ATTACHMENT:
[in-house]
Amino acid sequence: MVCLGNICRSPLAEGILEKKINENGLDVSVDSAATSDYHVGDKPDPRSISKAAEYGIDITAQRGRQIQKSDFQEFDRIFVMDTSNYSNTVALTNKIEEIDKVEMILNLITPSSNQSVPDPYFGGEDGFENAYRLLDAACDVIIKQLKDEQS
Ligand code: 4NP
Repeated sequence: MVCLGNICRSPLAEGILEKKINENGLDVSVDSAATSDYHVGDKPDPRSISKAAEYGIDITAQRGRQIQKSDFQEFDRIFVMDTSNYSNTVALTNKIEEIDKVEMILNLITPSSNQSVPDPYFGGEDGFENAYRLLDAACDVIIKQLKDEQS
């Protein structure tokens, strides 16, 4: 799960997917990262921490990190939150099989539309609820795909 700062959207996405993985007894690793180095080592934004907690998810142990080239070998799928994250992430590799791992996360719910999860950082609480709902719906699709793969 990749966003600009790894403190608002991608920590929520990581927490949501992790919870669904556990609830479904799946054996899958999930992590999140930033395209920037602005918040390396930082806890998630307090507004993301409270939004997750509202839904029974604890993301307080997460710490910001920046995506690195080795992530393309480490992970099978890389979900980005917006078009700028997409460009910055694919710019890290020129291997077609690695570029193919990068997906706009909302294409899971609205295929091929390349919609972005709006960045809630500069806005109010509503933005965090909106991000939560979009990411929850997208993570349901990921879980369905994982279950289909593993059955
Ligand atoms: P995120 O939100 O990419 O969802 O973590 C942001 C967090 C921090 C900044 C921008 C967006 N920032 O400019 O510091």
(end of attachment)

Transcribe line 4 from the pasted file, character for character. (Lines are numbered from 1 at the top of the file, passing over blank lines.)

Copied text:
Repeated sequence: MVCLGNICRSPLAEGILEKKINENGLDVSVDSAATSDYHVGDKPDPRSISKAAEYGIDITAQRGRQIQKSDFQEFDRIFVMDTSNYSNTVALTNKIEEIDKVEMILNLITPSSNQSVPDPYFGGEDGFENAYRLLDAACDVIIKQLKDEQS